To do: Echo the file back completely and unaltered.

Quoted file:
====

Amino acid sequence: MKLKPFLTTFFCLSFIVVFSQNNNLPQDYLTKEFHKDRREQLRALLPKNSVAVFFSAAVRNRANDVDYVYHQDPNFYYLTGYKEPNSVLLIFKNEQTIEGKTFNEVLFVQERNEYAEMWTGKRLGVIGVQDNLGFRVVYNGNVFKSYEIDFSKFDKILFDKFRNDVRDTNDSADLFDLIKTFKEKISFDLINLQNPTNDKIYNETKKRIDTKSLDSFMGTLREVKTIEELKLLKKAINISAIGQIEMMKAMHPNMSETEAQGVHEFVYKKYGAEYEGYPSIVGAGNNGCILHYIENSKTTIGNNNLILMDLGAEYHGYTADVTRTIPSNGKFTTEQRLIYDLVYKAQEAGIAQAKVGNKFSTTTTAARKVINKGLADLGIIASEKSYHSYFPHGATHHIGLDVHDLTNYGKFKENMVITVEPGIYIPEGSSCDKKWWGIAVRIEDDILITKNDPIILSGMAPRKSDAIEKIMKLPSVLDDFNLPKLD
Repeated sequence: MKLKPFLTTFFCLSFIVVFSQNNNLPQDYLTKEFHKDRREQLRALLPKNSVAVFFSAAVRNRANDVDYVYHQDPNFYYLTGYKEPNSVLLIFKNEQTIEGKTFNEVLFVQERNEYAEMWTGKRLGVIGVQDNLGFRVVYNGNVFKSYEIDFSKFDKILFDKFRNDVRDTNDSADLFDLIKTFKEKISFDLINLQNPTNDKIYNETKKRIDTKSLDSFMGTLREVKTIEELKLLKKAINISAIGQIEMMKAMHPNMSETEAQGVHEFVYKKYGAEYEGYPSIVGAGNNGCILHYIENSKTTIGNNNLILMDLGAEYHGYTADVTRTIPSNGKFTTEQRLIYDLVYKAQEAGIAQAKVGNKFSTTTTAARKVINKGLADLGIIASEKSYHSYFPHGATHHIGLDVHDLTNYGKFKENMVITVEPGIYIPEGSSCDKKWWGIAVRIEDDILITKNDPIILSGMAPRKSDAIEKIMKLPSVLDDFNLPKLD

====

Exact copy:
Amino acid sequence: MKLKPFLTTFFCLSFIVVFSQNNNLPQDYLTKEFHKDRREQLRALLPKNSVAVFFSAAVRNRANDVDYVYHQDPNFYYLTGYKEPNSVLLIFKNEQTIEGKTFNEVLFVQERNEYAEMWTGKRLGVIGVQDNLGFRVVYNGNVFKSYEIDFSKFDKILFDKFRNDVRDTNDSADLFDLIKTFKEKISFDLINLQNPTNDKIYNETKKRIDTKSLDSFMGTLREVKTIEELKLLKKAINISAIGQIEMMKAMHPNMSETEAQGVHEFVYKKYGAEYEGYPSIVGAGNNGCILHYIENSKTTIGNNNLILMDLGAEYHGYTADVTRTIPSNGKFTTEQRLIYDLVYKAQEAGIAQAKVGNKFSTTTTAARKVINKGLADLGIIASEKSYHSYFPHGATHHIGLDVHDLTNYGKFKENMVITVEPGIYIPEGSSCDKKWWGIAVRIEDDILITKNDPIILSGMAPRKSDAIEKIMKLPSVLDDFNLPKLD
Repeated sequence: MKLKPFLTTFFCLSFIVVFSQNNNLPQDYLTKEFHKDRREQLRALLPKNSVAVFFSAAVRNRANDVDYVYHQDPNFYYLTGYKEPNSVLLIFKNEQTIEGKTFNEVLFVQERNEYAEMWTGKRLGVIGVQDNLGFRVVYNGNVFKSYEIDFSKFDKILFDKFRNDVRDTNDSADLFDLIKTFKEKISFDLINLQNPTNDKIYNETKKRIDTKSLDSFMGTLREVKTIEELKLLKKAINISAIGQIEMMKAMHPNMSETEAQGVHEFVYKKYGAEYEGYPSIVGAGNNGCILHYIENSKTTIGNNNLILMDLGAEYHGYTADVTRTIPSNGKFTTEQRLIYDLVYKAQEAGIAQAKVGNKFSTTTTAARKVINKGLADLGIIASEKSYHSYFPHGATHHIGLDVHDLTNYGKFKENMVITVEPGIYIPEGSSCDKKWWGIAVRIEDDILITKNDPIILSGMAPRKSDAIEKIMKLPSVLDDFNLPKLD